Guidelines for companies to Taxonomy

20 October 2021


The Taxonomy Regulation (Regulation (EU) 2020/852) is an important enabler to scale up sustainable investment and to implement the European Green Deal. The EU taxonomy establishes a European Union-wide classification system to identify economic activities that contribute to the achievement of the environmental objectives. This is done by using performance thresholds, outlined in the “Technical Screening Criteria”, which help the involved parties’ identification of environmentally friendly activities. An activity is deemed environmentally sustainable if it meets all of the following 3 criteria and if it contributes substantially to one or more environmental objectives of the Regulation (see below) :

1. It makes a substantial contribution to one or more of the six environmental objectives specified in the Taxonomy Regulation—the technical screening criteria defines what it means to “substantially contribute” to an objective.

2. It does “No Significant Harm” to any of the other environmental objectives, again, as defined by the technical screening criteria.

3. It is carried out in compliance with minimum social safeguards. These social safeguards are aligned with the OECD Guidelines for Multinational Enterprises and UN Guiding Principles on Business and Human Rights, including the eight fundamental International Labour Organisation conventions and the International Bill of Human Rights.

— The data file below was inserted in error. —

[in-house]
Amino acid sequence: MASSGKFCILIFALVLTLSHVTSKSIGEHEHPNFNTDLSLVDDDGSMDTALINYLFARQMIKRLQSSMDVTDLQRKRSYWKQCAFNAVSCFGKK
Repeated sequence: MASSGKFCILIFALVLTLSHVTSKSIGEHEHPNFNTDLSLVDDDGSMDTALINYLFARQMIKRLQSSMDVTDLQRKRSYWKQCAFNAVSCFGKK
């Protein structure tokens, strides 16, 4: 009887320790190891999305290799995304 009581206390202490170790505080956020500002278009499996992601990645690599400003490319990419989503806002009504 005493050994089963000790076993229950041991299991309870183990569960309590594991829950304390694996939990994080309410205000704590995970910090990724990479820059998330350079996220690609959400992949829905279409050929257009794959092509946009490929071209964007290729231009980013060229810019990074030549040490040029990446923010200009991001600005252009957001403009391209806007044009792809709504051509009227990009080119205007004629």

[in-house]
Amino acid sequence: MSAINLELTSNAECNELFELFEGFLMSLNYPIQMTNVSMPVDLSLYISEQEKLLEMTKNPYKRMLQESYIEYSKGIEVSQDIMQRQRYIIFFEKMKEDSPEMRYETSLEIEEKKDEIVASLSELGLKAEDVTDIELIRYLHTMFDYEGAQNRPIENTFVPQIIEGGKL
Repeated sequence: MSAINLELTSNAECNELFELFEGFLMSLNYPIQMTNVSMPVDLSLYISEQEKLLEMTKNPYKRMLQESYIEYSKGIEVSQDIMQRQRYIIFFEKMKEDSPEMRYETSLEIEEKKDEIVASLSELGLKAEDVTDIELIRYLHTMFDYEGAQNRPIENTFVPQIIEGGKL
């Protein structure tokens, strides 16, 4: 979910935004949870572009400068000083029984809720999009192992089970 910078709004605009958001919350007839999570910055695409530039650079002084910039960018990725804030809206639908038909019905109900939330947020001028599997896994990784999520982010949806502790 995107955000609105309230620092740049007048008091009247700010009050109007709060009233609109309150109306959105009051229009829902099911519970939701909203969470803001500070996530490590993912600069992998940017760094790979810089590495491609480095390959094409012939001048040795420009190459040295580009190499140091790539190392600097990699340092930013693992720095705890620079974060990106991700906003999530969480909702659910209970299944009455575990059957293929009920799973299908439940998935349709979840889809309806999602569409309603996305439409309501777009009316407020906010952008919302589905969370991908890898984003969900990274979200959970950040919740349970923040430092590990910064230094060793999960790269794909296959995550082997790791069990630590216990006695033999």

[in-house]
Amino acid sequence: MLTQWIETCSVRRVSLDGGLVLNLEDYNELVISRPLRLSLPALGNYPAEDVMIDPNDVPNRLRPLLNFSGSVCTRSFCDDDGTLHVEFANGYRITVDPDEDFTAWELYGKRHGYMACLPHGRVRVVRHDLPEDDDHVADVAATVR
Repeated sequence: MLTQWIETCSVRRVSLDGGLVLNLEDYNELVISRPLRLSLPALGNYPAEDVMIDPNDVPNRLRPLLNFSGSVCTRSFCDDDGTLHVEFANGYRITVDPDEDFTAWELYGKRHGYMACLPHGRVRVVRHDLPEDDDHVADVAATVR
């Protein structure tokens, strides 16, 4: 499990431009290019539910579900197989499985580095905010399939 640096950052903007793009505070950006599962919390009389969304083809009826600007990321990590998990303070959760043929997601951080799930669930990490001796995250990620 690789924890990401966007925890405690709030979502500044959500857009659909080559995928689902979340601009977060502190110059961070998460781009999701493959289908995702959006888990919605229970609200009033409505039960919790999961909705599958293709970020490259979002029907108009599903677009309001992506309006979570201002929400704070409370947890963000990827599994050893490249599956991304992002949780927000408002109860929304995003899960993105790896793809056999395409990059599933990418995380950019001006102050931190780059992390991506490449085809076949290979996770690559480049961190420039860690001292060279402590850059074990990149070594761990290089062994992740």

The environmental objectives as listed in Article 9 of the Regulation are:

• climate change mitigation

• climate change adaption

• sustainable use and protection of water and marine resources

• transition to a circular economy

• pollution prevention and control

• protection and restoration of biodiversity and ecosystems.

The European Commission (EC) published a first delegated act on sustainable activities for climate change adaptation and mitigation objectives that was approved in principle on 21 April 2021, and formally adopted on 4 June 2021 for scrutiny by the co-legislators. A second Delegated Act for the remaining objectives will be published in 2022. The EU Taxonomy Climate Delegated Act aims to set concrete standards for the disclosure of information on environmental sustainability and to support sustainable investment by making it clearer which economic activities most contribute to meeting the EU’s environmental objectives. CECIMO drafted this document to help its network prepare for the upcoming application of this new Regulation, listing its main provisions and drawing attention to its ambitious implementation schedule.

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